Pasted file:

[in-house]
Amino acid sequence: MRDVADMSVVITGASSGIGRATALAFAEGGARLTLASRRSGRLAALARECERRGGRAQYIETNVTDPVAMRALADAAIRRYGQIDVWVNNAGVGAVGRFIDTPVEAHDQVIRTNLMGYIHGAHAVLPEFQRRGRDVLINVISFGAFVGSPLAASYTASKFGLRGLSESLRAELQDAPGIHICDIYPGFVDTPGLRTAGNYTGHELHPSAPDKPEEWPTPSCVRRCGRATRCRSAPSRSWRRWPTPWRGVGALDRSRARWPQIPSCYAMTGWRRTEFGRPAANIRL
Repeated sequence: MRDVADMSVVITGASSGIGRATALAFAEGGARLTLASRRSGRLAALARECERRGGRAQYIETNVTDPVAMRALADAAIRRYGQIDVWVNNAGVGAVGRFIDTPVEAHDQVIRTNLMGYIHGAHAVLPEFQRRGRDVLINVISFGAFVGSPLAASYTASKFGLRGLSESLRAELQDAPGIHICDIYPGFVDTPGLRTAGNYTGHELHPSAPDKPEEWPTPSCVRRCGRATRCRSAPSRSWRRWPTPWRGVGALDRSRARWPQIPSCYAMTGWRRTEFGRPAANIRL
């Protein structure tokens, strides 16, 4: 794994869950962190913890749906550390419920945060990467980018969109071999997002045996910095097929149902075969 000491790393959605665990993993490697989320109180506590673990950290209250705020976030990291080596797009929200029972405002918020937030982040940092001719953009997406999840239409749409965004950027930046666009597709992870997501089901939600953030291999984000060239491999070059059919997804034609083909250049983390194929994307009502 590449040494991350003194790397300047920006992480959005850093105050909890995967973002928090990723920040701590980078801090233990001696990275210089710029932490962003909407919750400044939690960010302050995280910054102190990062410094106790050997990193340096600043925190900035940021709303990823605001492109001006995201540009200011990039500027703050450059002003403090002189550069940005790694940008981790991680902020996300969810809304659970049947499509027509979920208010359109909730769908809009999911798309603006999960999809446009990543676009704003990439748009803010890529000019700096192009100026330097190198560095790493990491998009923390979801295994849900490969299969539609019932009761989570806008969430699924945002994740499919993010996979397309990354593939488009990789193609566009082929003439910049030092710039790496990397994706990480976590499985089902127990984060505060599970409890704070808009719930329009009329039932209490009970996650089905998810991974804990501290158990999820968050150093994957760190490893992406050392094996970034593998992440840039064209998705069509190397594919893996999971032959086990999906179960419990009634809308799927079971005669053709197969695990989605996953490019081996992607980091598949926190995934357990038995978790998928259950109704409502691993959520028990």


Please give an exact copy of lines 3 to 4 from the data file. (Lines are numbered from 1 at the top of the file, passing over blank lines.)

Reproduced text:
Repeated sequence: MRDVADMSVVITGASSGIGRATALAFAEGGARLTLASRRSGRLAALARECERRGGRAQYIETNVTDPVAMRALADAAIRRYGQIDVWVNNAGVGAVGRFIDTPVEAHDQVIRTNLMGYIHGAHAVLPEFQRRGRDVLINVISFGAFVGSPLAASYTASKFGLRGLSESLRAELQDAPGIHICDIYPGFVDTPGLRTAGNYTGHELHPSAPDKPEEWPTPSCVRRCGRATRCRSAPSRSWRRWPTPWRGVGALDRSRARWPQIPSCYAMTGWRRTEFGRPAANIRL
């Protein structure tokens, strides 16, 4: 794994869950962190913890749906550390419920945060990467980018969109071999997002045996910095097929149902075969 000491790393959605665990993993490697989320109180506590673990950290209250705020976030990291080596797009929200029972405002918020937030982040940092001719953009997406999840239409749409965004950027930046666009597709992870997501089901939600953030291999984000060239491999070059059919997804034609083909250049983390194929994307009502 590449040494991350003194790397300047920006992480959005850093105050909890995967973002928090990723920040701590980078801090233990001696990275210089710029932490962003909407919750400044939690960010302050995280910054102190990062410094106790050997990193340096600043925190900035940021709303990823605001492109001006995201540009200011990039500027703050450059002003403090002189550069940005790694940008981790991680902020996300969810809304659970049947499509027509979920208010359109909730769908809009999911798309603006999960999809446009990543676009704003990439748009803010890529000019700096192009100026330097190198560095790493990491998009923390979801295994849900490969299969539609019932009761989570806008969430699924945002994740499919993010996979397309990354593939488009990789193609566009082929003439910049030092710039790496990397994706990480976590499985089902127990984060505060599970409890704070808009719930329009009329039932209490009970996650089905998810991974804990501290158990999820968050150093994957760190490893992406050392094996970034593998992440840039064209998705069509190397594919893996999971032959086990999906179960419990009634809308799927079971005669053709197969695990989605996953490019081996992607980091598949926190995934357990038995978790998928259950109704409502691993959520028990």